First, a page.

Ciccarone said he doesn’t necessarily see spreads narrowing in the health care sector, making it difficult to predict new-money issuance as borrowers weigh their willingness to pay higher rates.
Fixed-rate issuance rose by 37.3% to $57 billion while floating-rate issuance with a short put fell by 67.9% to $7.5 billion, as issuers fled to the stability offered by fixed-rate structures after the turbulence in the floating-rate and auction-rate markets.
The use of bond insurance and letters of credit also dramatically fell. Just 463 issues totaling $6.1 billion were offered with insurance, a 60.3% drop over a year earlier, when $15.3 billion in 720 deals was insured. LOCs were used on 129 deals totaling $5.2 billion, a 57.4% drop over 2008’s $12.3 billion in 298 transactions.
The Illinois Finance Authority — the state’s largest conduit issuer, which sells on behalf of nonprofit hospitals and higher education facilities — retained the top spot, selling $4.1 billion in 43 issues, down from $4.6 billion in 2008.
Wisconsin rose to a second-place finish, issuing $2.4 billion in 11 transactions, led by its $1.5 billion sale in March that restructured its outstanding tobacco bonds. The deal marked the largest sale in the region last year. It was led by Barclays Capital.
The Indiana Finance Authority followed with $1.2 billion of issuance in 31 deals. Ohio was in the fourth spot with $1.8 billion in 15 transactions. Minnesota was fifth with $1.7 billion in 13 deals.
The second-largest deal of the year, and the largest health care deal of the year, came from Ohio, which in August priced $804.4 million of new-money and refunding bonds on behalf of the prestigious Cleveland Clinic. JPMorgan was the senior manager on the deal.
Before entering the market, the clinic decided to offer just under $500 million of new-money bonds — nearly double the amount it originally planned to sell — to take advantage of relatively low fixed interest rates. Officials added that they were “a little bit concerned” about what the market would look like in two years, when they had originally planned to issue more new-money debt.
The third-largest deal of the year — and the first prepaid gas bond deal in more than a year — came from Nebraska’s Central Plains Energy Project, which sold $718 million of variable-rate revenue bonds in mid-August. The debt carried triple-A ratings based on the rating of RBC Capital Markets, which acted as underwriter, remarketing agent, gas supplier, and liquidity supplier.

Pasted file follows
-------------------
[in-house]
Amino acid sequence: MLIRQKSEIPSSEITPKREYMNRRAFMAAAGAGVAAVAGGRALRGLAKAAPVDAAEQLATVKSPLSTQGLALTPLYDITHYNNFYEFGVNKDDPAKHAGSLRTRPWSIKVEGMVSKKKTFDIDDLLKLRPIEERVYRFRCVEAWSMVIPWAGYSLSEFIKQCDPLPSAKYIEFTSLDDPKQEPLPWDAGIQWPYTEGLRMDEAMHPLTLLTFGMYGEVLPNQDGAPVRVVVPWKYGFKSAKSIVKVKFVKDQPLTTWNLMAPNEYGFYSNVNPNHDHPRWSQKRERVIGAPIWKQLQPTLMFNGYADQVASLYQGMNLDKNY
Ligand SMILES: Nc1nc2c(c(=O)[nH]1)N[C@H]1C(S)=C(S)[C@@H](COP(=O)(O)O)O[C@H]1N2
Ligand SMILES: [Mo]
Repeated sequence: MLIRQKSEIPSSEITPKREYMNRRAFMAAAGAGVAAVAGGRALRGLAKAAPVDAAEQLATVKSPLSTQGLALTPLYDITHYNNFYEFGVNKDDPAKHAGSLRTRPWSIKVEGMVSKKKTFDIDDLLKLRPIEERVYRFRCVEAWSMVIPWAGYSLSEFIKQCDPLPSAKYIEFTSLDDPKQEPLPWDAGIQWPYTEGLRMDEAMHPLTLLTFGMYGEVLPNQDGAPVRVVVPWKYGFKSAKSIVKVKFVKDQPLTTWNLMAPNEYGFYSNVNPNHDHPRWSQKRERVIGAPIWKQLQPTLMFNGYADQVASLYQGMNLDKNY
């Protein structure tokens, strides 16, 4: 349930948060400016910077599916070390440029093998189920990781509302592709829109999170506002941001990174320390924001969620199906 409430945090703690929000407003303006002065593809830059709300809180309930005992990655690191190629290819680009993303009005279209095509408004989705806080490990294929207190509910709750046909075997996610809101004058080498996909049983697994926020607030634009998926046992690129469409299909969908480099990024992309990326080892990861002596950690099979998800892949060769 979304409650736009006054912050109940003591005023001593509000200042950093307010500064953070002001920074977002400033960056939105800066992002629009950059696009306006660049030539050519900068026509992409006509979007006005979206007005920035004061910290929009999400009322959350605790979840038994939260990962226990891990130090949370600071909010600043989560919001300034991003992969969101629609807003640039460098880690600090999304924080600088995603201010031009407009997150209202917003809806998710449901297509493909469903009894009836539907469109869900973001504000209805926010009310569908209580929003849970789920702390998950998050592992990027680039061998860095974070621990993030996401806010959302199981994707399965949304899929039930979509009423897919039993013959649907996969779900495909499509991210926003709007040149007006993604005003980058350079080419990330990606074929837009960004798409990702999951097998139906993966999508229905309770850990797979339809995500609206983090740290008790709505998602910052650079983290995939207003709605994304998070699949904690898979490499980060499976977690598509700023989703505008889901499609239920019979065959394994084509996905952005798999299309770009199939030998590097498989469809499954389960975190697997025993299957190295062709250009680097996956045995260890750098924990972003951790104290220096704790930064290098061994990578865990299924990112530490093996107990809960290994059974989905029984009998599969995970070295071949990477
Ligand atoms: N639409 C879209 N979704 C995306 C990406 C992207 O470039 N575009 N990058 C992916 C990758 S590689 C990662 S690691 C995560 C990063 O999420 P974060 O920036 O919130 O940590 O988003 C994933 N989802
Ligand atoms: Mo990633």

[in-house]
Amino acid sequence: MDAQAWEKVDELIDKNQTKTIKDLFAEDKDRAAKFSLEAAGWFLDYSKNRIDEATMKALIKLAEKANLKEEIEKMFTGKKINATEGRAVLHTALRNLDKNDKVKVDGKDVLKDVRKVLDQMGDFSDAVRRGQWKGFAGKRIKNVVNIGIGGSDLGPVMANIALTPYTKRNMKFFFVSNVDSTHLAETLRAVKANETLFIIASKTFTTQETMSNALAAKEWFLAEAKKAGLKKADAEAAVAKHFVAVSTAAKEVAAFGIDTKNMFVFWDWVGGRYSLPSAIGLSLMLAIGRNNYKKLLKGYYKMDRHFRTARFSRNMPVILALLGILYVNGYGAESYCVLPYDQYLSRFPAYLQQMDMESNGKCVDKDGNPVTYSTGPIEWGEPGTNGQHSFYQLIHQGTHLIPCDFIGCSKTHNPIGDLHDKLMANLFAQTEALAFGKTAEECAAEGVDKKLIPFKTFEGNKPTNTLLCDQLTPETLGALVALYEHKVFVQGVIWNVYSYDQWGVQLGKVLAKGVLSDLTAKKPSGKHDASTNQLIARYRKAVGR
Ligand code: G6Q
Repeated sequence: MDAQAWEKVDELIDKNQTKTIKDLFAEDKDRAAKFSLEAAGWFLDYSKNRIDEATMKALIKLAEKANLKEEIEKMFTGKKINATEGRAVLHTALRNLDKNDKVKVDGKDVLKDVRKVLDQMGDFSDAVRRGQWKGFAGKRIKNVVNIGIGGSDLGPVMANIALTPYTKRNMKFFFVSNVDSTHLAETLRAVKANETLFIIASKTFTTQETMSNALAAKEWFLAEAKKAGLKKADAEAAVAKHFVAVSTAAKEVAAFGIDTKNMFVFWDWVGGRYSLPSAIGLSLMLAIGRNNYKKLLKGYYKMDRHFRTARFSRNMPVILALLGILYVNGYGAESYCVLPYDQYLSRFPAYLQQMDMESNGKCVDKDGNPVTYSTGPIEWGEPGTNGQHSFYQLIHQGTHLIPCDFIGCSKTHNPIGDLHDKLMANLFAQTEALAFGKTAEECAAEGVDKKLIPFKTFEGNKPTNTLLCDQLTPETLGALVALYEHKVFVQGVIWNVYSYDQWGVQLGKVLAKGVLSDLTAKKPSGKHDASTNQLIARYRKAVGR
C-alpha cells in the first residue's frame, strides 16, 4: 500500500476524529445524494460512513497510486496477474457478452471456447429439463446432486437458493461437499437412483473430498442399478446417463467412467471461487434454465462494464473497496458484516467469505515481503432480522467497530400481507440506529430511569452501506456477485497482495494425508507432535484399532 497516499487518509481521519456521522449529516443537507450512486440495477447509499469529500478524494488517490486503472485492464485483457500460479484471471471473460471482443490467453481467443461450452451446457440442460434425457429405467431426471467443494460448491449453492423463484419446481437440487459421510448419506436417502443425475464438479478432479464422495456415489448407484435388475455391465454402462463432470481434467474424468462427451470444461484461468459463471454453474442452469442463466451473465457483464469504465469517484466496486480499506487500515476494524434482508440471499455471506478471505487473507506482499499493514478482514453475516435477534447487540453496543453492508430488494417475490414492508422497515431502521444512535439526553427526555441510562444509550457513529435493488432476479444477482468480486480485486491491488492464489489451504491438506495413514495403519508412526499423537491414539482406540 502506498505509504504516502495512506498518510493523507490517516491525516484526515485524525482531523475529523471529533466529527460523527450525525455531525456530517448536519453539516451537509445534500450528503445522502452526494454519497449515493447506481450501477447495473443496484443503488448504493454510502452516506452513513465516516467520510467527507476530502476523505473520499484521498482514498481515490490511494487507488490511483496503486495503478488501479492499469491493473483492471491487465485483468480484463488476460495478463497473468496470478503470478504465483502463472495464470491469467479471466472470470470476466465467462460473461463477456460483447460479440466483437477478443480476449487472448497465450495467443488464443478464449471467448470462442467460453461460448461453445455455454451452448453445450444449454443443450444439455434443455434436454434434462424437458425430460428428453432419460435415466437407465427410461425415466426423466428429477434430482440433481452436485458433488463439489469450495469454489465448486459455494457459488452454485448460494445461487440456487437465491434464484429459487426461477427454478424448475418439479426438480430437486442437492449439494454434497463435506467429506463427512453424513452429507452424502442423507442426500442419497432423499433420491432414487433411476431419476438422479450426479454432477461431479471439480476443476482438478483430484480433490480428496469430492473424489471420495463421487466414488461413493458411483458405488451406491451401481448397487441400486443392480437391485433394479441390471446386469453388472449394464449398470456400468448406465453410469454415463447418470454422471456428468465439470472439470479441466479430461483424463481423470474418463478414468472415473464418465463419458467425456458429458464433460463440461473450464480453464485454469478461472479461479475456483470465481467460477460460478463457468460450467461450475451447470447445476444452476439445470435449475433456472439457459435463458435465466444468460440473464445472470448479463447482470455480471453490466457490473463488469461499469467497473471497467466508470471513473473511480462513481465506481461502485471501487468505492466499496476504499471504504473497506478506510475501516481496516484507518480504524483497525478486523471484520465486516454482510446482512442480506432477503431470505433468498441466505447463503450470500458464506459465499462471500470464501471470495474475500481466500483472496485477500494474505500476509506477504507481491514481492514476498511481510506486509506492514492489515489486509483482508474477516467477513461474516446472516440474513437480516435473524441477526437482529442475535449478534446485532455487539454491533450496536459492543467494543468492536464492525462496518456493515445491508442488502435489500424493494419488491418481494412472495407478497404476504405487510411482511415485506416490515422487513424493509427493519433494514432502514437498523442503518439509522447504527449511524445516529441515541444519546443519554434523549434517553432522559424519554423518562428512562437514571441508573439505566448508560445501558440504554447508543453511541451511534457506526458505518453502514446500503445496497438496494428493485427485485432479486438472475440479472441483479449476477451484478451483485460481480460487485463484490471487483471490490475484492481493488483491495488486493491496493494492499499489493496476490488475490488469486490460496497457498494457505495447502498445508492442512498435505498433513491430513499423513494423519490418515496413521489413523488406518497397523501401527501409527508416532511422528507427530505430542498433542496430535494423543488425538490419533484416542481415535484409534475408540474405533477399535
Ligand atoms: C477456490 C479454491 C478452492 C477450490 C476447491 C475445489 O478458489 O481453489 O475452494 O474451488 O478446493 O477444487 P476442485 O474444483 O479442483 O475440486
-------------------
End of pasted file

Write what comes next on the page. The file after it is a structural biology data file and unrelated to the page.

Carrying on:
Ohio-based public power provider American Municipal Power Inc. completed the fourth-largest deal, $605 million of revenue bonds sold in November. The bulk of the debt was taxable BABs. BMO Capital Markets was the lead underwriter.
Chicago’s $611 million new-money and refunding GO sale in January, with William Blair & Co. running the books, was the fifth-largest sale.
The merged Bank of America Merrill Lynch knocked Citi out of the top spot among senior managers in the Midwest, senior managing 85 deals totaling $9.1 billion, while Citi fell to sixth place, senior managing 36 deals worth $2.9 billion.
JPMorgan finished second, leading 86 deals totaling $7.2 billion. It had finished second in 2008. Morgan Stanley ranked third, senior managing 59 deals worth $5.4 billion. Goldman, Sachs & Co. dropped to ninth place, leading 26 deals worth $2.3 billion, from fifth place a year earlier.
Regional firms completed the top 10. Piper Jaffray & Co. rose to fifth place from seventh a year earlier, leading 218 deals totaling $3.3 billion. Robert W. Baird & Co. jumped seventh place from ninth with 420 transactions worth $2.9 billion. RBC and Stifel Nicolaus & Co. rounded out the top 10.
Public Financial Management Inc. moved back into the top position among financial advisers, working on 246 issued totaling $7.9 billion. Kaufman Hall dropped to second place, advising on 35 deals worth $3.9 billion. Scott Balice Strategies finished third, advising on 41 deals worth nearly $3 billion. Chapman and Cutler LLP retained its top position among bond counsel, followed by Dorsey & Whitney LLP and Squire Sanders & Dempsey LLP.